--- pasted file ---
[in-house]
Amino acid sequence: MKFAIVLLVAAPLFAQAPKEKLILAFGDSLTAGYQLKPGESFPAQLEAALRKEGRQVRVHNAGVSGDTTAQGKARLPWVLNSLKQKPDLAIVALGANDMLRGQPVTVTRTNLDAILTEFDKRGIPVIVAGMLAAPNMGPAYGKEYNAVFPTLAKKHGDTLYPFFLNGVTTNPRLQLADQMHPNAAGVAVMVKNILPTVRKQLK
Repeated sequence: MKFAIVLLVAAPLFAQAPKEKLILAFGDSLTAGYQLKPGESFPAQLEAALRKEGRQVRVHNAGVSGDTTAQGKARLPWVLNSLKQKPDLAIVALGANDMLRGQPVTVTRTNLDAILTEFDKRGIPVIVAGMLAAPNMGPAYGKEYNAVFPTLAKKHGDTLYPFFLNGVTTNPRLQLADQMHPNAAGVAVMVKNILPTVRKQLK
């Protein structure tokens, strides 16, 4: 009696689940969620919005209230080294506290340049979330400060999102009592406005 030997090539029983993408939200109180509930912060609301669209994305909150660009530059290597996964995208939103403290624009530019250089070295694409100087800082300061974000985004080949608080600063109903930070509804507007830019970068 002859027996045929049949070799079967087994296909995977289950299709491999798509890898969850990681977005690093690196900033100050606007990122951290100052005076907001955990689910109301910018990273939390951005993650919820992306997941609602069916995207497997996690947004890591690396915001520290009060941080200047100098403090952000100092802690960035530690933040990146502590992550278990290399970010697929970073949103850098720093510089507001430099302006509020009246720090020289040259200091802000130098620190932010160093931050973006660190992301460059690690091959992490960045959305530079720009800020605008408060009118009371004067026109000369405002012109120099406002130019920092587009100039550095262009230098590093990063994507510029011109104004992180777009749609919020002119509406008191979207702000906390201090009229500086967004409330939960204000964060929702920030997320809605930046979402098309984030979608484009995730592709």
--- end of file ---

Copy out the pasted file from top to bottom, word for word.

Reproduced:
[in-house]
Amino acid sequence: MKFAIVLLVAAPLFAQAPKEKLILAFGDSLTAGYQLKPGESFPAQLEAALRKEGRQVRVHNAGVSGDTTAQGKARLPWVLNSLKQKPDLAIVALGANDMLRGQPVTVTRTNLDAILTEFDKRGIPVIVAGMLAAPNMGPAYGKEYNAVFPTLAKKHGDTLYPFFLNGVTTNPRLQLADQMHPNAAGVAVMVKNILPTVRKQLK
Repeated sequence: MKFAIVLLVAAPLFAQAPKEKLILAFGDSLTAGYQLKPGESFPAQLEAALRKEGRQVRVHNAGVSGDTTAQGKARLPWVLNSLKQKPDLAIVALGANDMLRGQPVTVTRTNLDAILTEFDKRGIPVIVAGMLAAPNMGPAYGKEYNAVFPTLAKKHGDTLYPFFLNGVTTNPRLQLADQMHPNAAGVAVMVKNILPTVRKQLK
């Protein structure tokens, strides 16, 4: 009696689940969620919005209230080294506290340049979330400060999102009592406005 030997090539029983993408939200109180509930912060609301669209994305909150660009530059290597996964995208939103403290624009530019250089070295694409100087800082300061974000985004080949608080600063109903930070509804507007830019970068 002859027996045929049949070799079967087994296909995977289950299709491999798509890898969850990681977005690093690196900033100050606007990122951290100052005076907001955990689910109301910018990273939390951005993650919820992306997941609602069916995207497997996690947004890591690396915001520290009060941080200047100098403090952000100092802690960035530690933040990146502590992550278990290399970010697929970073949103850098720093510089507001430099302006509020009246720090020289040259200091802000130098620190932010160093931050973006660190992301460059690690091959992490960045959305530079720009800020605008408060009118009371004067026109000369405002012109120099406002130019920092587009100039550095262009230098590093990063994507510029011109104004992180777009749609919020002119509406008191979207702000906390201090009229500086967004409330939960204000964060929702920030997320809605930046979402098309984030979608484009995730592709």